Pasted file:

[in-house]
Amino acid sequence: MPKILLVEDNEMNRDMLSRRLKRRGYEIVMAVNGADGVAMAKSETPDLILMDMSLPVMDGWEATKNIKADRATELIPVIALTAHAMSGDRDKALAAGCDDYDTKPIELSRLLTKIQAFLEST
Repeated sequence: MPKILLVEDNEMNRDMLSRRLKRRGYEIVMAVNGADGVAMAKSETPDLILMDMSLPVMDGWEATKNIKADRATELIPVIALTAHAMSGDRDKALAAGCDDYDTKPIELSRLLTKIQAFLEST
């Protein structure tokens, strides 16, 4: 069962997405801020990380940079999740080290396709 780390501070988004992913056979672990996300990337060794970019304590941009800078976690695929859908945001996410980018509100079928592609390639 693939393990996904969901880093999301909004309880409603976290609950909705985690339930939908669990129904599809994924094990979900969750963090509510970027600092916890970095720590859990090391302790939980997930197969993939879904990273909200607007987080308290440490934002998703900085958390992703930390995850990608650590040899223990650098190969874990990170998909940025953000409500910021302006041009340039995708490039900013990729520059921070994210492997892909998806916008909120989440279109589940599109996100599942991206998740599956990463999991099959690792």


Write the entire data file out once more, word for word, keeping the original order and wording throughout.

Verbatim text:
[in-house]
Amino acid sequence: MPKILLVEDNEMNRDMLSRRLKRRGYEIVMAVNGADGVAMAKSETPDLILMDMSLPVMDGWEATKNIKADRATELIPVIALTAHAMSGDRDKALAAGCDDYDTKPIELSRLLTKIQAFLEST
Repeated sequence: MPKILLVEDNEMNRDMLSRRLKRRGYEIVMAVNGADGVAMAKSETPDLILMDMSLPVMDGWEATKNIKADRATELIPVIALTAHAMSGDRDKALAAGCDDYDTKPIELSRLLTKIQAFLEST
């Protein structure tokens, strides 16, 4: 069962997405801020990380940079999740080290396709 780390501070988004992913056979672990996300990337060794970019304590941009800078976690695929859908945001996410980018509100079928592609390639 693939393990996904969901880093999301909004309880409603976290609950909705985690339930939908669990129904599809994924094990979900969750963090509510970027600092916890970095720590859990090391302790939980997930197969993939879904990273909200607007987080308290440490934002998703900085958390992703930390995850990608650590040899223990650098190969874990990170998909940025953000409500910021302006041009340039995708490039900013990729520059921070994210492997892909998806916008909120989440279109589940599109996100599942991206998740599956990463999991099959690792």